Kenya’s super-rich are buying more luxury homes in the country, signaling bargain-hunting as prices for trophy houses soften, according to data compiled for The Wealth Report 2019.
Some 18% of Kenya’s high-net-worth individuals’ (HNWIs) – those with a net worth of US$1 million excluding their primary residences – bought new homes in the country in 2018, with only 8% purchasing houses abroad. According to The Wealth Report’s Attitudes Survey, 22% of Kenya’s wealthy plan to buy new homes in the country in 2019/2020.
First and second homes make up 45% of total wealth for Kenya’s super-rich, with the HNWIs owning an average of 2.7 homes, according to The Wealth Report. In comparison, South African HNWIs own an average of four homes each.
The super-rich took the opportunity to snap up new homes during the year as luxury residential prices softened amid an oversupply in the high-end market segment, tighter liquidity and a general market correction, making it a buyers’ market.
Nairobi’s ranking slipped to 92nd in the Knight Frank Prime International Residential Index (PIRI), from 75th in the previous year, as prime residential prices softened by 4.5% in 2018. Notably, prices in prime property markets have come under pressure from lingering oversupply in the past year.
This in addition to other regulatory and macro-economic factors have been building up to the slow-down. South Africa’s Cape Town is ranked 28th following a 3.8% price growth in 2018. Manila, Philippines, posted a 11.1% growth, topping the PIRI which tracks luxury home price movements in 100 locations.
Despite the price drop last year, luxury property values in Nairobi have appreciated by 38% since 2010, according to Knight Frank Kenya research.
“As a result of the oversupply, developers have had to deliver higher specification property at lower prices. A relatively unfavourable economic environment has also affected demand,” said Ben Woodhams, Knight Frank Kenya Managing Director during the event.
“The price correction, however, presents a good opportunity for high-net-worth individuals to buy high-end properties at discounted prices,” he added.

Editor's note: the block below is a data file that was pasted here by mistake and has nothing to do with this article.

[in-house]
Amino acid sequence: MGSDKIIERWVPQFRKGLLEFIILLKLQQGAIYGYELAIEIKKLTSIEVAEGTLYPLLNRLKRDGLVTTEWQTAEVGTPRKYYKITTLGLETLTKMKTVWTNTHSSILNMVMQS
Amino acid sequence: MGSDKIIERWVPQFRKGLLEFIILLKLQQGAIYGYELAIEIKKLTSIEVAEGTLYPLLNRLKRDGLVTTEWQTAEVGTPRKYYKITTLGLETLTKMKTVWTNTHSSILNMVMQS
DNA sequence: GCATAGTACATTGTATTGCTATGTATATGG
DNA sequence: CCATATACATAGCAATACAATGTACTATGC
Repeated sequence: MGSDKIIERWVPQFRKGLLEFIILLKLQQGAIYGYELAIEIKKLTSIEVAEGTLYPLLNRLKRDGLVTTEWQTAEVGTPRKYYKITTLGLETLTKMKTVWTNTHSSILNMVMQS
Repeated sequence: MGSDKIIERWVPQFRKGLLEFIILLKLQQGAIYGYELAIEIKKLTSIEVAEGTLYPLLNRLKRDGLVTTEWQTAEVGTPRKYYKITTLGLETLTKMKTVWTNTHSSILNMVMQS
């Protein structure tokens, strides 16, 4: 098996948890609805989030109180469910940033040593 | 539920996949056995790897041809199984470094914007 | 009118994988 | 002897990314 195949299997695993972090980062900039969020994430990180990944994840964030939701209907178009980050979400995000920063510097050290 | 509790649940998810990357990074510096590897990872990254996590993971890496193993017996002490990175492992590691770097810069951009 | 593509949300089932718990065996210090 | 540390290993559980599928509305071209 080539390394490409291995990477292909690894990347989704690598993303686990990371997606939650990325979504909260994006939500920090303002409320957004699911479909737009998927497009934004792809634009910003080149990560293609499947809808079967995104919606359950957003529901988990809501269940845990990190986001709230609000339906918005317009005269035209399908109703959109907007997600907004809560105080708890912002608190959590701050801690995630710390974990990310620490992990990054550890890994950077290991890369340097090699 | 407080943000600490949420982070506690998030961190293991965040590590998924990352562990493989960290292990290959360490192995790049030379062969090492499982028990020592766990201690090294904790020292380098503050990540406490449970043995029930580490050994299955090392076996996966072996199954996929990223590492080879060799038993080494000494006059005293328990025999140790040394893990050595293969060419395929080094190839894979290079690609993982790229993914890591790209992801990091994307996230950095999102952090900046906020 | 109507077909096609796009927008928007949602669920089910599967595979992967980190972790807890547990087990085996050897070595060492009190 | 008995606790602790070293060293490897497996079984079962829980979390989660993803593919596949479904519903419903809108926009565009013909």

Data provided by Global Data Wealth Insight exclusively for The Wealth Report showed the number of HNWIs in Kenya increased to 9,482 in 2018 from 9,176 in the previous year, and is projected to increase by 22% to 11,584 by 2023.
Respondents to the Attitudes Survey said their Kenyan clients have allocated 25% of their investment portfolios to equities, 22% to investment properties, 22% to cash or cash equivalents, 20% to bonds, 3% to private equity, 3% to luxury investments (art, wine, classic cars etc.), 1% to gold, with the remaining 4% going into other asset classes.
The survey showed that 19% of Kenya’s HNWIs have second homes outside the country, with only 7% looking to buy outside the country in 2019/2020. Those looking to buy outside the country are most likely to buy in the UK (65%), Canada (35%), US (30%), UAE (15%), Australia, Germany and India (10%), South Africa and the Caribbean (5%).
Wealth managers and advisors said 39% of their clients have property investments in the country, while 22% have invested in foreign property. Up to 18% made additional property investments in the country in 2018, with 15% buying outside Kenya.
Respondents said 29% of their clients are looking to invest in the country’s property markets in 2019/2020, while 17% are exploring abroad, with the likely destinations being the UK (55%), UAE (25%), US (15%), Australia and Canada (15%), Germany (10%), and South Africa, Spain, India, Ukraine and Ireland (5%).
Investment properties exclude primary residences, i.e. first and second homes, which are not for income-generating purposes.